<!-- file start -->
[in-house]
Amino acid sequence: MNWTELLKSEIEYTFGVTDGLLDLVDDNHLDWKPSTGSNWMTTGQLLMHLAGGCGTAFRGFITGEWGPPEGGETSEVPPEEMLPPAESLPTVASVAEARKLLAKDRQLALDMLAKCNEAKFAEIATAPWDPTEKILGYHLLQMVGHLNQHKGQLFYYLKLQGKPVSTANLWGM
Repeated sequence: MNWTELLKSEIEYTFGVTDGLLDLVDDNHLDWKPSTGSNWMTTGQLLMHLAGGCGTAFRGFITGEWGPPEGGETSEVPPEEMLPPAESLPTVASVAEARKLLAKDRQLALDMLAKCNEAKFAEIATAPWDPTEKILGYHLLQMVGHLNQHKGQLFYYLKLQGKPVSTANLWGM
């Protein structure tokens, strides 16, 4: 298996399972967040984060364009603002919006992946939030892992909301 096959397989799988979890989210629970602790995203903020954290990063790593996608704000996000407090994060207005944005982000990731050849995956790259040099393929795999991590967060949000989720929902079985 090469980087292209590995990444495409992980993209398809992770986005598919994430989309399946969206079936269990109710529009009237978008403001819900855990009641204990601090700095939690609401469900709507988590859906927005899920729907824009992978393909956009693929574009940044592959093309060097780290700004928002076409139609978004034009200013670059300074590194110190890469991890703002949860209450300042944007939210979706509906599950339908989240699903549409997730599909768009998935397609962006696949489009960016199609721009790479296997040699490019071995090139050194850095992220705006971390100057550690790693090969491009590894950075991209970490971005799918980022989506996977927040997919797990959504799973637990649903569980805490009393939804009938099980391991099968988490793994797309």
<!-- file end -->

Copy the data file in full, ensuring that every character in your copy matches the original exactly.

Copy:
[in-house]
Amino acid sequence: MNWTELLKSEIEYTFGVTDGLLDLVDDNHLDWKPSTGSNWMTTGQLLMHLAGGCGTAFRGFITGEWGPPEGGETSEVPPEEMLPPAESLPTVASVAEARKLLAKDRQLALDMLAKCNEAKFAEIATAPWDPTEKILGYHLLQMVGHLNQHKGQLFYYLKLQGKPVSTANLWGM
Repeated sequence: MNWTELLKSEIEYTFGVTDGLLDLVDDNHLDWKPSTGSNWMTTGQLLMHLAGGCGTAFRGFITGEWGPPEGGETSEVPPEEMLPPAESLPTVASVAEARKLLAKDRQLALDMLAKCNEAKFAEIATAPWDPTEKILGYHLLQMVGHLNQHKGQLFYYLKLQGKPVSTANLWGM
């Protein structure tokens, strides 16, 4: 298996399972967040984060364009603002919006992946939030892992909301 096959397989799988979890989210629970602790995203903020954290990063790593996608704000996000407090994060207005944005982000990731050849995956790259040099393929795999991590967060949000989720929902079985 090469980087292209590995990444495409992980993209398809992770986005598919994430989309399946969206079936269990109710529009009237978008403001819900855990009641204990601090700095939690609401469900709507988590859906927005899920729907824009992978393909956009693929574009940044592959093309060097780290700004928002076409139609978004034009200013670059300074590194110190890469991890703002949860209450300042944007939210979706509906599950339908989240699903549409997730599909768009998935397609962006696949489009960016199609721009790479296997040699490019071995090139050194850095992220705006971390100057550690790693090969491009590894950075991209970490971005799918980022989506996977927040997919797990959504799973637990649903569980805490009393939804009938099980391991099968988490793994797309």